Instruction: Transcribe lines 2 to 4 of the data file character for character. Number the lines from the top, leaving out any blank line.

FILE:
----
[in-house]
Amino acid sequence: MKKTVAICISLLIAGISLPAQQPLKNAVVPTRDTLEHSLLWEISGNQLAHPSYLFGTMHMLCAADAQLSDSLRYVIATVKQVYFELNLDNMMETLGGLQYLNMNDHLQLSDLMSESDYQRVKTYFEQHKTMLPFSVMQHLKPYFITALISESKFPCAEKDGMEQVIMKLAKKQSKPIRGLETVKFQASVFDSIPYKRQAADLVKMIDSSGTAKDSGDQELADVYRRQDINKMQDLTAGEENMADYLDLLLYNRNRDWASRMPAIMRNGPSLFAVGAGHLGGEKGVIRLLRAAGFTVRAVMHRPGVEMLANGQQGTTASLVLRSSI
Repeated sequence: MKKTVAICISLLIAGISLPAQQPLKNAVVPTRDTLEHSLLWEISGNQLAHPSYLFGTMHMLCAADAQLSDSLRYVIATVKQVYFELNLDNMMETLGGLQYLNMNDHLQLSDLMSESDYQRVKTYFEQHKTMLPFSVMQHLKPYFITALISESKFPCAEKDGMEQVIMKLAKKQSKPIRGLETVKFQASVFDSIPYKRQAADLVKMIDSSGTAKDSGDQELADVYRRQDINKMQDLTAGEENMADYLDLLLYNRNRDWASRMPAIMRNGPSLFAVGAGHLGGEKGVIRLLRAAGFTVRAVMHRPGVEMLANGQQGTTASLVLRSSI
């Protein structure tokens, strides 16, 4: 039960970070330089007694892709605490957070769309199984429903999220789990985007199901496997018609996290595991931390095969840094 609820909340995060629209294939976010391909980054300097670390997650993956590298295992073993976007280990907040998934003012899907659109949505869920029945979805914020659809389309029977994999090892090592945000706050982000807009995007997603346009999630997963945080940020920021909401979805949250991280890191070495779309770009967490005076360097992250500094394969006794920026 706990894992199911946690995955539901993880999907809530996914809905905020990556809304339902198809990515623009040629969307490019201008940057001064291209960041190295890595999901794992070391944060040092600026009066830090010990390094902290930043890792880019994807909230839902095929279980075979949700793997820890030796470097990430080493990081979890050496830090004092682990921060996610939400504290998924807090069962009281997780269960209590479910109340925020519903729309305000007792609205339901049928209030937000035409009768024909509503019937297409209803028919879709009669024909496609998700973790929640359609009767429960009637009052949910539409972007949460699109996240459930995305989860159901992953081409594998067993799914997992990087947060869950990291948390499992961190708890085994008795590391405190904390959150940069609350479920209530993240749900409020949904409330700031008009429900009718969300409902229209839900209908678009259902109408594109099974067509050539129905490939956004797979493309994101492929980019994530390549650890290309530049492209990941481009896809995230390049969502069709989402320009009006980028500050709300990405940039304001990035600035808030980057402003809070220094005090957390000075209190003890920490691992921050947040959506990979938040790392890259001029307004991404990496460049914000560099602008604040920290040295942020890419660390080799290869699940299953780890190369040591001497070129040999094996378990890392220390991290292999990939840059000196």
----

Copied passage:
Amino acid sequence: MKKTVAICISLLIAGISLPAQQPLKNAVVPTRDTLEHSLLWEISGNQLAHPSYLFGTMHMLCAADAQLSDSLRYVIATVKQVYFELNLDNMMETLGGLQYLNMNDHLQLSDLMSESDYQRVKTYFEQHKTMLPFSVMQHLKPYFITALISESKFPCAEKDGMEQVIMKLAKKQSKPIRGLETVKFQASVFDSIPYKRQAADLVKMIDSSGTAKDSGDQELADVYRRQDINKMQDLTAGEENMADYLDLLLYNRNRDWASRMPAIMRNGPSLFAVGAGHLGGEKGVIRLLRAAGFTVRAVMHRPGVEMLANGQQGTTASLVLRSSI
Repeated sequence: MKKTVAICISLLIAGISLPAQQPLKNAVVPTRDTLEHSLLWEISGNQLAHPSYLFGTMHMLCAADAQLSDSLRYVIATVKQVYFELNLDNMMETLGGLQYLNMNDHLQLSDLMSESDYQRVKTYFEQHKTMLPFSVMQHLKPYFITALISESKFPCAEKDGMEQVIMKLAKKQSKPIRGLETVKFQASVFDSIPYKRQAADLVKMIDSSGTAKDSGDQELADVYRRQDINKMQDLTAGEENMADYLDLLLYNRNRDWASRMPAIMRNGPSLFAVGAGHLGGEKGVIRLLRAAGFTVRAVMHRPGVEMLANGQQGTTASLVLRSSI
């Protein structure tokens, strides 16, 4: 039960970070330089007694892709605490957070769309199984429903999220789990985007199901496997018609996290595991931390095969840094 609820909340995060629209294939976010391909980054300097670390997650993956590298295992073993976007280990907040998934003012899907659109949505869920029945979805914020659809389309029977994999090892090592945000706050982000807009995007997603346009999630997963945080940020920021909401979805949250991280890191070495779309770009967490005076360097992250500094394969006794920026 706990894992199911946690995955539901993880999907809530996914809905905020990556809304339902198809990515623009040629969307490019201008940057001064291209960041190295890595999901794992070391944060040092600026009066830090010990390094902290930043890792880019994807909230839902095929279980075979949700793997820890030796470097990430080493990081979890050496830090004092682990921060996610939400504290998924807090069962009281997780269960209590479910109340925020519903729309305000007792609205339901049928209030937000035409009768024909509503019937297409209803028919879709009669024909496609998700973790929640359609009767429960009637009052949910539409972007949460699109996240459930995305989860159901992953081409594998067993799914997992990087947060869950990291948390499992961190708890085994008795590391405190904390959150940069609350479920209530993240749900409020949904409330700031008009429900009718969300409902229209839900209908678009259902109408594109099974067509050539129905490939956004797979493309994101492929980019994530390549650890290309530049492209990941481009896809995230390049969502069709989402320009009006980028500050709300990405940039304001990035600035808030980057402003809070220094005090957390000075209190003890920490691992921050947040959506990979938040790392890259001029307004991404990496460049914000560099602008604040920290040295942020890419660390080799290869699940299953780890190369040591001497070129040999094996378990890392220390991290292999990939840059000196």